Two interpretations of Bach's "Wachet auf ruft uns die Stimme" - Observation on good technique

The first interpretation has been made only a few days ago. The camera zooms in on the hands and shows how the fingers always remain in contact with the keys, also with trills. At the same time the wrist is relaxed and allows for movements in all directions. In this way one can play for hours without getting tired.

The second interpretation was made in 2014 and is slower. 


Olivier Messiaen - Les enfants de Dieu (from: La Nativité du Seigneur)

I find this one of Messiaen's most exciting -and towards the end most quiet- pieces. In his Technique de mon language musical, Messiaen compares his way of composing this piece to the central section of a sonata form, where exposed material is developed.


J.S. Bach - O Mensch, bewein' dein' Sünde gross BWV 622

Associating Herzlich tut mich verlangen in the previous post with something precious and intimate,
O Mensch, bewein' dein' Sünde gross on the contrary made me think of grandeur, in particular a summit of spiritual grandeur. Then, of course, I try to manifest that in the performance.


J.S. Bach: Herzlich tut mich verlangen BWV 727- beautiful organs in small protestant churches in Dutch villages

When I played the organ in actor Henk van Ulsen's performances Job, Prediker and Psalmen in the '90s, we would often visit small protestant churches in villages or small towns. And more often than not —as we were in Holland— there would be organs of high quality. This created an atmosphere of something intimate and precious, of which I have good memories. While recording Bach's small organ prelude Herzlich tut mich verlangen on Hauptwerk, I had to think of this.


J.S. Bach - Wer nun den lieben Gott lässt walten BWV 647 - "contrapuntal phrasing"

In addition to "multiple articulation" (see a previous blog post) one might speak of "contrapuntal phrasing" as a means of further refining and deepening the interpretation, in this case concerning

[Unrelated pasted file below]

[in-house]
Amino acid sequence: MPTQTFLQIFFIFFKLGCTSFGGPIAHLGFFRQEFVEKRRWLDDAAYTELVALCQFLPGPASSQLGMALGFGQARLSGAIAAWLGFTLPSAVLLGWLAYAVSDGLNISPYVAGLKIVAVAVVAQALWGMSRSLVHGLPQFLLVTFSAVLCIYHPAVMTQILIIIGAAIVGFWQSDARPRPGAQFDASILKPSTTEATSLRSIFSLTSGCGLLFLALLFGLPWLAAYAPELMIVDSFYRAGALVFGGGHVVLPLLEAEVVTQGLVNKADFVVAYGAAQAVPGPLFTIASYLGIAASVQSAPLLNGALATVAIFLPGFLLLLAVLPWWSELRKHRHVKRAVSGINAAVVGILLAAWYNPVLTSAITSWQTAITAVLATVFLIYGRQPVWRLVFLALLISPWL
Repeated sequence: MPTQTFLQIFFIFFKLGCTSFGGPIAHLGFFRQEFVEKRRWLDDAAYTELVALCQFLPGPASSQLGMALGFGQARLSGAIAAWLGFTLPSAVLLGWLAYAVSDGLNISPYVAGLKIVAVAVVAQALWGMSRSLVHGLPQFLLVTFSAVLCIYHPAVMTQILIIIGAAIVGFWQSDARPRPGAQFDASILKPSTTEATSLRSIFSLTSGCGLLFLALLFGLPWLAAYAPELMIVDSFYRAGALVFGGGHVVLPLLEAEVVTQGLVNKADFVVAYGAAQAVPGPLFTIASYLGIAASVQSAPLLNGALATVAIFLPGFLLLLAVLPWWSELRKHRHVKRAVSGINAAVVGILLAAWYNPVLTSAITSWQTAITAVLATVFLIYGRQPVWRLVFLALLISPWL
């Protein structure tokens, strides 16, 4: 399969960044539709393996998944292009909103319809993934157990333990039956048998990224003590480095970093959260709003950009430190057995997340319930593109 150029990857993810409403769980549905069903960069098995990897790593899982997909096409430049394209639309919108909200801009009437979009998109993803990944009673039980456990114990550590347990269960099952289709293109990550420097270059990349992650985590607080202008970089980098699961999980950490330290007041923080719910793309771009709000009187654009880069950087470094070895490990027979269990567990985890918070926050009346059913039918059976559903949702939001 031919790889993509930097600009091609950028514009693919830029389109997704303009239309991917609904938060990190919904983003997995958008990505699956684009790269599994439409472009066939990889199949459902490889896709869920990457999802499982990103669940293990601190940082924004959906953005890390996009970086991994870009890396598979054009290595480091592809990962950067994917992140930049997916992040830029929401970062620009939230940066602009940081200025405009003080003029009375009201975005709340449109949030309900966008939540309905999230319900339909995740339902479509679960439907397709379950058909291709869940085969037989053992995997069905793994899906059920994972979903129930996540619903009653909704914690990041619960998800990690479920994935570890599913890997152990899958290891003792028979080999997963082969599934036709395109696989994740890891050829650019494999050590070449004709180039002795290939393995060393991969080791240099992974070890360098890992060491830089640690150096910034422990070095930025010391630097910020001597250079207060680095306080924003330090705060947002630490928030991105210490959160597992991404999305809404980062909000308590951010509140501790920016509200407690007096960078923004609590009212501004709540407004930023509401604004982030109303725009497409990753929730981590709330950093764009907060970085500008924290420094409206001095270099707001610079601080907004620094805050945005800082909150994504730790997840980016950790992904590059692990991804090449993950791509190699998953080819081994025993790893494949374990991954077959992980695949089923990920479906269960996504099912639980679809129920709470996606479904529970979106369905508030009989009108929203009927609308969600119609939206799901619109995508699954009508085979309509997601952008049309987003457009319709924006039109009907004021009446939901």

Wer nun den lieben Gott lässt walten.


J.S. Bach - Meine Seele erhebt den Herrn BWV 648 - "multiple articulation"

In this interpretation I very consciously applied the principle of "multiple articulation", a term invented by myself. It implies a varied articulation for each voice separately.


Comparing Messiaen's "Jésus accepte la souffrance" to medieval painting and allegories

At the time, this piece showed an innovative use of timbres: a very low reed alternating with strings. Towards the end, the act of Jesus accepting the Sufferance is depicted by smarting dissonants resolving into a radiant major triad. As always, Messiaen is very straight-forward in his depiction of evil and suffering on the hand and good and glory on the other, like in medieval art and allegories.


New insight regarding spirituality in music

While practising Bach's Wer nun den lieben Gott lässt walten I got a new insight regarding my observation on craftsmanship, artistry and spirituality in blog post dd. February 8, 2016.

In the domain of artistry it is still sufficient to play the role which the music imposes, with all the tools that craftsmanship provided you with. However, the domain of spirituality asks for a higher level of identification: not playing, but being the expression.

A few weeks ago I saw a very interesting documentary about Maria Callas. She probably identified her self so much with, for instance, Norma, that she became Norma at a certain moment, in stead of acting the role.